My post title is an ode to Yves Smith, who likes to feign surprise when the blindingly obvious finally comes into plain view for all to see. The latest sign that underneath the surface weakness remains at large financial institutions comes courtesy of Standard & Poors. According to the Telegraph’s Ambrose Evans-Pritchard, S&P believes many are horribly short of capital.
Every single bank in Japan, the US, Germany, Spain, and Italy included in S&P’s list of 45 global lenders fails the 8pc safety level under the agency’s risk-adjusted capital (RAC) ratio. Most fall woefully short.
The most vulnerable are Mizuho Financial (2.0), Citigroup (2.1), UBS (2.2), Sumitomo Mitsui (3.5), Mitsubishi (4.9), Allied Irish (5.0), DZ Deutsche Zentral (5.3), Danske Bank (5.4), BBVA (5.4), Bank of Ireland (6.2), Bank of America (5.8), Deutsche Bank (6.1), Caja de Ahorros Barcelona (6.2), and UniCredit (6.3).
While some banks may look healthy under normal Tier 1 and leverage targets, critics claim these measures can be highly misleading since they fail to discriminate between high-risk and low-risk uses of leverage. The system failed to pick up the danger signals before the financial crisis. The supposedly moderate leverage of US banks in 2007 proved to be a spectacularly useless indicator.
This shouldn’t come as a shocker. Recently, I mentioned that Citigroup was well-capitalized according to standard metrics due to government bailout money. But questions linger about whether this profile masks large holes in Citi’s balance sheet. Irrespective, Credit Suisse believes that regulatory hurdles for Citigroup will restrict its earnings potential. The S&P article bears this out.
S&P has shifted to a tougher code. It is less tolerant of hybrid capital – a liability rather than an asset, and no defence in a crunch – and insists that banks must quadruple capital put aside to cover trading desks. Private equity exposure will be treated more harshly.
The Bank for International Settlements unveiled its own version in September. The regulatory framework worldwide is clearly shifting in this direction, a move that will hit some banks harder than others. "We expect banks to continue strengthening capital ratios over the next 18 months to meet more stringent requirements. Failure to achieve this could put renewed pressure on ratings," said Bernard de Longevialle, S&P’s credit strategist.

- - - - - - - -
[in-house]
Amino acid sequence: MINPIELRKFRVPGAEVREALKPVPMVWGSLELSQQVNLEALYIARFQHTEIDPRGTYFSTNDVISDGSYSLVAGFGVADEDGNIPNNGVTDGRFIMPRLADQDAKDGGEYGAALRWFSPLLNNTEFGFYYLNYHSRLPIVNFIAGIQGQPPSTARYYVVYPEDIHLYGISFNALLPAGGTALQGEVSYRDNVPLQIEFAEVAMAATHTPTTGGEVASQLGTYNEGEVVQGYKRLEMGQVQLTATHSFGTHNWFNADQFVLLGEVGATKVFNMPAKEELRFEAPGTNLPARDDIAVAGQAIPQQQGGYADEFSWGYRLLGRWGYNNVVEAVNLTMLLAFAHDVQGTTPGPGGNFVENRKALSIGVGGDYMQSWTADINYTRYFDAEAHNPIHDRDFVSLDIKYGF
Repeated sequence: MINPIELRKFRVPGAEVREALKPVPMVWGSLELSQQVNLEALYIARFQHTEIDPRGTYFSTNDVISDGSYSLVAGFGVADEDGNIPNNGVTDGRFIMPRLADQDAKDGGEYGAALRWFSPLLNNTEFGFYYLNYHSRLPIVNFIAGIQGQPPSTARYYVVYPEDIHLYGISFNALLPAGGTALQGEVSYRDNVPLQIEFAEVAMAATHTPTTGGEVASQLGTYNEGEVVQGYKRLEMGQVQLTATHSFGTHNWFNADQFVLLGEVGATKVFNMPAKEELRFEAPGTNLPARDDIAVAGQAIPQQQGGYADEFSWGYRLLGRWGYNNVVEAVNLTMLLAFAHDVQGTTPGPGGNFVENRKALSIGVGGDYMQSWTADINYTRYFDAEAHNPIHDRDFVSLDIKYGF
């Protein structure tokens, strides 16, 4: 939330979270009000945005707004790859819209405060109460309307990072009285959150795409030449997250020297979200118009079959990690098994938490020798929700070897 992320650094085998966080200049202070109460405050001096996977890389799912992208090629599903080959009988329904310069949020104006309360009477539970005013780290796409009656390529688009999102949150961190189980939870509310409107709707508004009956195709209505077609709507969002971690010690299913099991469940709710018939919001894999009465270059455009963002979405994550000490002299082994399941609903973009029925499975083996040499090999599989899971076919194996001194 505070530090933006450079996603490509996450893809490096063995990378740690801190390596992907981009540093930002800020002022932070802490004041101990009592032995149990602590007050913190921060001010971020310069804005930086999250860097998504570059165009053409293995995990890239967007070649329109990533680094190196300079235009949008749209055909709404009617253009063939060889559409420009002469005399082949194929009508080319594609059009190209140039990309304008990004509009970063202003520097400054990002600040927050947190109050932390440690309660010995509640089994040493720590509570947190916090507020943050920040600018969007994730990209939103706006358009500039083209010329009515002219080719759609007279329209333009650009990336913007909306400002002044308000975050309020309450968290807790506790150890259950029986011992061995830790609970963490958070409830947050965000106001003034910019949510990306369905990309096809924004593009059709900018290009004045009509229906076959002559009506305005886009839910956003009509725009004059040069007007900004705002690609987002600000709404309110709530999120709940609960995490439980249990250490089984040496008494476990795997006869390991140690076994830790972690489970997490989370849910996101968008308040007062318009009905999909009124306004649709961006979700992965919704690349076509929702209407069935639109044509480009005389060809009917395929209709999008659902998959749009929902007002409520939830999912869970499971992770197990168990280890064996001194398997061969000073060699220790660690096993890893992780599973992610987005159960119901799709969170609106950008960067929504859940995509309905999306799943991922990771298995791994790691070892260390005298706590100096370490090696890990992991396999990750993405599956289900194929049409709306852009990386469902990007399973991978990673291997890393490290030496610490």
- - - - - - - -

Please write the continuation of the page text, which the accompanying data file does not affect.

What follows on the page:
If S&P understands the weaknesses masked by measures such as Tier 1 capital or even tangible common equity as proxies for bank health, I suspect national regulators do as well. However, the recovery to date has been built on the back of avoidance of this unpleasant fact lest we risk a renewed bout of panic and another downturn. Under no circumstances do policy makers want large financial institutions to be subject to tougher regulations before they have rebuilt capital via government purchases of toxic assets, government backstops, low interest rates, and a steep yield curve.
Tougher rules at this juncture may prove "pro-cyclical", if banks respond by cutting loans. This may perpetuate the credit crunch for smaller borrowers unable to tap the bond markets. "There is a risk that the increase in regulatory capital requirements could weigh on banks’ ability to finance recovery," said Mr de Longevialle.
Below is a list of the safest institutions according to S&P. While I expected to see HSBC and Standard Chartered on the list, Santander is a notable absence. Also a bit surprising, Deutsche Bank, generally deemed to have weathered the storm (despite large CRE exposure), is one of the weakest, not the strongest. I never would have expected Dexia, ING and Barclays to be on the list of strongest. And Nordea still has large exposure to the Baltics. But ING and Dexia have received large bailouts from the Benelux governments respectively. See my list of bank writedowns for specific events by institution.
The "safest" global bank is HSBC (9.2), followed by Dexia (9.0), ING (8.9) and Nordea (8.8). UK banks fare relatively well: Standard Chartered (8.1) is in the top quintile; Barclays (6.9) is in the middle. The study left out RBS and Lloyds because their status is unclear. Chinese banks – the world’s largest – were excluded.
On the whole, this report leaves me more convinced than ever that a double dip recession would tip us into a 1931-style panic. When I make the Obama-Hoover analogy, this is what I am referring to. As Barack Obama pushes forward with his deficit reduction scheme, perhaps 1931 should be top of mind more than 1937 — or 1994 as seems to be the case for him.
Most global banks are still unsafe, warns S&P – Ambrose Evans-Pritchard, Telegraph